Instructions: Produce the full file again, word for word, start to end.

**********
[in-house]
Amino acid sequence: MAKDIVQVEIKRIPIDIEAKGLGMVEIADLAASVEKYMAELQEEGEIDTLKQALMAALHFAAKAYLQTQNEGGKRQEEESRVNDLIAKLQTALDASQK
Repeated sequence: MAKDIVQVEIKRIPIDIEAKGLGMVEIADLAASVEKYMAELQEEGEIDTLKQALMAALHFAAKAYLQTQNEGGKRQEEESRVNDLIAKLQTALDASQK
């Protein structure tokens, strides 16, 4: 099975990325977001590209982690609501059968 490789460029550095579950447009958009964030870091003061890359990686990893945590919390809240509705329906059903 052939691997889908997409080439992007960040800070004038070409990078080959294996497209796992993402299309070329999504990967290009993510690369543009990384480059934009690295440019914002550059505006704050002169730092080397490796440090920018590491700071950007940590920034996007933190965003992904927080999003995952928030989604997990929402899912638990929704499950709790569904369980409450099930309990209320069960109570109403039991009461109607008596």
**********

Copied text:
[in-house]
Amino acid sequence: MAKDIVQVEIKRIPIDIEAKGLGMVEIADLAASVEKYMAELQEEGEIDTLKQALMAALHFAAKAYLQTQNEGGKRQEEESRVNDLIAKLQTALDASQK
Repeated sequence: MAKDIVQVEIKRIPIDIEAKGLGMVEIADLAASVEKYMAELQEEGEIDTLKQALMAALHFAAKAYLQTQNEGGKRQEEESRVNDLIAKLQTALDASQK
């Protein structure tokens, strides 16, 4: 099975990325977001590209982690609501059968 490789460029550095579950447009958009964030870091003061890359990686990893945590919390809240509705329906059903 052939691997889908997409080439992007960040800070004038070409990078080959294996497209796992993402299309070329999504990967290009993510690369543009990384480059934009690295440019914002550059505006704050002169730092080397490796440090920018590491700071950007940590920034996007933190965003992904927080999003995952928030989604997990929402899912638990929704499950709790569904369980409450099930309990209320069960109570109403039991009461109607008596």